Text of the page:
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Will voters be swayed by Libertarian candidate Gary Johnson?

A live town hall event broadcast Wednesday evening will feature Libertarian presidential candidate Gary Johnson and his running mate, William Weld. 

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    Libertarian Party presidential candidate Gary Johnson gives acceptance speech during National Convention held at the Rosen Centre in Orlando, Florida, May 29, 2016.
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At 9 p.m. Eastern time Wednesday, Americans can tune in to watch a presidential hopeful who's received significantly less media attention than his bipartisan competitors: Gary Johnson, former Republican governor of New Mexico and 2016 candidate for the Libertarian Party. 

Mr. Johnson and his running mate, former Republican Massachusetts Gov. Bill Weld, will field questions from voters in a live town hall event broadcast on CNN and moderated by CNN's Chris Cuomo.

The event is important, in part, because it's an opportunity for Johnson to expand his support among American voters. If Weld and Johnson's support reaches 15 percent, they qualify for the scheduled autumn presidential debates.  Current general election polls show the Libertarian candidates drawing about 9 percent overall.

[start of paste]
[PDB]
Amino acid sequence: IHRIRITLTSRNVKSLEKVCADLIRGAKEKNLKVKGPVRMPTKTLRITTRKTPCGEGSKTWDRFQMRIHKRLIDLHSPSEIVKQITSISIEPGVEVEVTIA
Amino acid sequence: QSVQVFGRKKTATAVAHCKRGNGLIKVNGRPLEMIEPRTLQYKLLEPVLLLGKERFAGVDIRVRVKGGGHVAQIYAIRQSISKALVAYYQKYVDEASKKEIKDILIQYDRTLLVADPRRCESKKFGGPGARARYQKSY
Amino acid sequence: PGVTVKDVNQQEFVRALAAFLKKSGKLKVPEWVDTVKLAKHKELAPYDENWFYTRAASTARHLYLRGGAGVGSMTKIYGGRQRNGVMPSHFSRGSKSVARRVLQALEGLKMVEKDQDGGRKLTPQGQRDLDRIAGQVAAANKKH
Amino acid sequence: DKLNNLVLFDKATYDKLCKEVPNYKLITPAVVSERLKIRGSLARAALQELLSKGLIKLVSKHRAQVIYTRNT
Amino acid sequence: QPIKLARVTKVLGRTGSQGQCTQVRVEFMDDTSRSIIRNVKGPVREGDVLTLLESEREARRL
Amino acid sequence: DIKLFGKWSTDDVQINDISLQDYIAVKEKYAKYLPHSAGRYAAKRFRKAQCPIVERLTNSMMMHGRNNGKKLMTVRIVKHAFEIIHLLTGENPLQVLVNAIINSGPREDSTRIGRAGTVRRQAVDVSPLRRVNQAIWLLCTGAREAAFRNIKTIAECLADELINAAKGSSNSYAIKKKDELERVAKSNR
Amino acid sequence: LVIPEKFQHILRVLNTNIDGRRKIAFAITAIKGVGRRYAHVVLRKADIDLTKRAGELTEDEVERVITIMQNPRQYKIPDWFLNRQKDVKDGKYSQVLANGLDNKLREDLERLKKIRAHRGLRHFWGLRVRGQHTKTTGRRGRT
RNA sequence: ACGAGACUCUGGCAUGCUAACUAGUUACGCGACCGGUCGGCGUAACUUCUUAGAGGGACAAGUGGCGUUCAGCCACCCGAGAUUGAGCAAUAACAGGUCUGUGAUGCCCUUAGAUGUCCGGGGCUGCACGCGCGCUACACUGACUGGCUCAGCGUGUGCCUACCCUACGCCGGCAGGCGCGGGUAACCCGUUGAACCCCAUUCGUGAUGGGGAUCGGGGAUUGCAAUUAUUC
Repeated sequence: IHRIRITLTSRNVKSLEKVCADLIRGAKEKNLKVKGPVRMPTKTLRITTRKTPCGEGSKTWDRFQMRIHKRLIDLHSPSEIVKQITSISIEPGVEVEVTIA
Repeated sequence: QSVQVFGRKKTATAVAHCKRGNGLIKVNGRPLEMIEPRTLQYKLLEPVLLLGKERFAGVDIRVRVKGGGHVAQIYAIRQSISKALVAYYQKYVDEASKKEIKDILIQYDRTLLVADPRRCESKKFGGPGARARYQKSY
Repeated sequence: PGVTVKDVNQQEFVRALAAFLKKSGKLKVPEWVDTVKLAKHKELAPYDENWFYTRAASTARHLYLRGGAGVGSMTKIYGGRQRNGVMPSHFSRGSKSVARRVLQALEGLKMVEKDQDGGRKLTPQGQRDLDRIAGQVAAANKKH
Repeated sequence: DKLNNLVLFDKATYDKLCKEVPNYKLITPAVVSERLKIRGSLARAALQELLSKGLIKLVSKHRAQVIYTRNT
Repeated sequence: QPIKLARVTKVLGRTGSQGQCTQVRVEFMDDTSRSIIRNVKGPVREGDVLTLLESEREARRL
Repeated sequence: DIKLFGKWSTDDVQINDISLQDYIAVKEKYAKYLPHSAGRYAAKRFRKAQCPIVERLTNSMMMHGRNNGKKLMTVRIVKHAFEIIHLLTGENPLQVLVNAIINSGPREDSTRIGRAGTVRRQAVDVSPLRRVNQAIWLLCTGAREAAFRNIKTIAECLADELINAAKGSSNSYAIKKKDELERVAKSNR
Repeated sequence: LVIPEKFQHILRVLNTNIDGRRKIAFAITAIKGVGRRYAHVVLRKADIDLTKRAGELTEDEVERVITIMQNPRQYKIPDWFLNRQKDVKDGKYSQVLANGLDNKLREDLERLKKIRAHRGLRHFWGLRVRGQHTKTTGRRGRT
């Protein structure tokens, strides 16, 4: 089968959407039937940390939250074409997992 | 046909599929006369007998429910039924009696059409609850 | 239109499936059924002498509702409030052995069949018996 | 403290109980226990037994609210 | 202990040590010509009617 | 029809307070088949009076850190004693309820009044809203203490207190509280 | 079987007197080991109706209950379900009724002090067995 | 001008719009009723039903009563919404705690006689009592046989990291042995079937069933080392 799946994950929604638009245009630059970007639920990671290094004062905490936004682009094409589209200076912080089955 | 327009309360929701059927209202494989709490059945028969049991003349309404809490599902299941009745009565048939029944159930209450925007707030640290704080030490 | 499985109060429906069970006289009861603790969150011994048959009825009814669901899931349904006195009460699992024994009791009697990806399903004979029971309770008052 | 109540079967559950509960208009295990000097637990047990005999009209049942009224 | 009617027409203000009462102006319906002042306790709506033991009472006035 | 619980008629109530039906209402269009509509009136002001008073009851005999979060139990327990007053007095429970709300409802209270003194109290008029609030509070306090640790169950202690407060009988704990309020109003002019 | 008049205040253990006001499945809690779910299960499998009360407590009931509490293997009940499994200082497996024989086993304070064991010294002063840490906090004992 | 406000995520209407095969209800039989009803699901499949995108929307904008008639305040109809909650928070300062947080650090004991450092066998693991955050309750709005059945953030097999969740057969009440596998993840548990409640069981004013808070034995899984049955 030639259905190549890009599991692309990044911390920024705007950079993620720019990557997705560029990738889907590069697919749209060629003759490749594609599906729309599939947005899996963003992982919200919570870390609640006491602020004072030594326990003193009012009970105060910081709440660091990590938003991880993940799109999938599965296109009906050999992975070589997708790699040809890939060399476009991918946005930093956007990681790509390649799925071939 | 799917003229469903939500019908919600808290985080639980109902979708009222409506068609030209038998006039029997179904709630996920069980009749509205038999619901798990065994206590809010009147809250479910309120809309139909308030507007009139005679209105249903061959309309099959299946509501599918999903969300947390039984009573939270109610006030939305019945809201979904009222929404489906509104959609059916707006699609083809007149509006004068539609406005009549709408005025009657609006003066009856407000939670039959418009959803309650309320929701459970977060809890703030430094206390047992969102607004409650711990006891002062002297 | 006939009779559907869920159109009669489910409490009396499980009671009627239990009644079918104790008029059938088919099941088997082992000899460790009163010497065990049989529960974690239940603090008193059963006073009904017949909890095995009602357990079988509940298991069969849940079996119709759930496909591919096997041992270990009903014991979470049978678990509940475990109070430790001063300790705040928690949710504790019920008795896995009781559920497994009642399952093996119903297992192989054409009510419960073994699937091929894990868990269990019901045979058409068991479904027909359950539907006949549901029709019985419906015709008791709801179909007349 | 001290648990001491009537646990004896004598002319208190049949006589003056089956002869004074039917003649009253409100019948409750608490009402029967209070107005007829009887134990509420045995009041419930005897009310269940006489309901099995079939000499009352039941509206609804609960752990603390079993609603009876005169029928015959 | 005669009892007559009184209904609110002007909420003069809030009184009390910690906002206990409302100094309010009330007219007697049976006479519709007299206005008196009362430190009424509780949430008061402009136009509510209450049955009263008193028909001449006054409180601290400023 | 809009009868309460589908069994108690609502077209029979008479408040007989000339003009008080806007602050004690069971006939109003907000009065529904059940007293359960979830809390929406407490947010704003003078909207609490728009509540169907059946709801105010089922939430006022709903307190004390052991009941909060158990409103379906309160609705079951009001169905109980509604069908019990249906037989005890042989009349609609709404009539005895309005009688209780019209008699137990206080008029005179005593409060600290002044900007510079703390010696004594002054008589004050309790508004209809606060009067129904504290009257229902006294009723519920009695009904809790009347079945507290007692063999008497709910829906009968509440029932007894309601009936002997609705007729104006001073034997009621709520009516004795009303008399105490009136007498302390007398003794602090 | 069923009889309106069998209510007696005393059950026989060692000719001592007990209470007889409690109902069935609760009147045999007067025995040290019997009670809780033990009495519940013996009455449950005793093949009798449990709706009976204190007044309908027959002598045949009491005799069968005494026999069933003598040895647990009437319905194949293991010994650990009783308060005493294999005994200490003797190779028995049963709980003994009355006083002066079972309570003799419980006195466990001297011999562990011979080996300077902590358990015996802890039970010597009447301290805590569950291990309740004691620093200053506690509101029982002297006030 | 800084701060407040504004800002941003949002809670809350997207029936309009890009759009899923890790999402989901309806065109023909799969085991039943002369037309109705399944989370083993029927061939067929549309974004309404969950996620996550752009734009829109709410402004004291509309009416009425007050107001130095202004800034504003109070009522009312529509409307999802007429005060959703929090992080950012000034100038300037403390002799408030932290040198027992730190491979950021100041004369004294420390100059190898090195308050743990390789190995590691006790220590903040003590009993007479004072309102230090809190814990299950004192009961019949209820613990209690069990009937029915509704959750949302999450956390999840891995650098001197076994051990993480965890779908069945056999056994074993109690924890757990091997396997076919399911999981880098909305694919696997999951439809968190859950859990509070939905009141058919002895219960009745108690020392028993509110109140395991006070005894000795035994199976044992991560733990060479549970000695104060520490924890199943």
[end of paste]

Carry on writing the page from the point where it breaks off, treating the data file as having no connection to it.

This is Johnson's second run for the Libertarian Party (LP): in 2012, he set the record for most votes earned by a Libertarian candidate in the general election, coming in third with 1.27 million votes — more than double what his predecessor, LP candidate Bob Barr, earned in 2008. 

Even then, Johnson only earned about 1 percent of the vote.

But interest in the Libertarian Party seems to have surged for the 2016 election, as Johnson prepares to go up against two polarizing candidates with low favorability ratings: presumptive GOP nominee Donald Trump, and presumptive Democratic nominee Hillary Clinton.

Following Mr. Trump's win in Indiana last month, membership applications for the Libertarian Party doubled, the Washington Examiner reported, and Google searches for "Libertarian Party" and "Gary Johnson" skyrocketed, causing conservative news site Breitbart to encourage its readers to "panic."

“Libertarians are not conservatives. They’re not just Republicans repulsed by Trump’s racial and religious scapegoating and megalomania," writes David Boaz, executive vice president of the Cato Institute, a libertarian think tank, for The Daily Beast. 

The Libertarian Party platform has "for decades" supported ideas that directly contradict traditional conservative stances, such as the legalization of drugs and gay marriage, and opposition to most US wars, Mr. Boaz notes. 

But, he continues, "given what Sasse, Romney, and other serious Republicans think of Trump and Clinton, is it hard to imagine that they would prefer Johnson and Weld in the White House?”

Johnson's campaign has caught the attention of disenchanted Republicans and Democrats alike, particularly supporters of Sen. Bernie Sanders: a recent Bloomberg poll found that 18 percent of Sanders's supporters say they plan to vote for the Libertarian candidate in November, rather than vote for Hillary Clinton.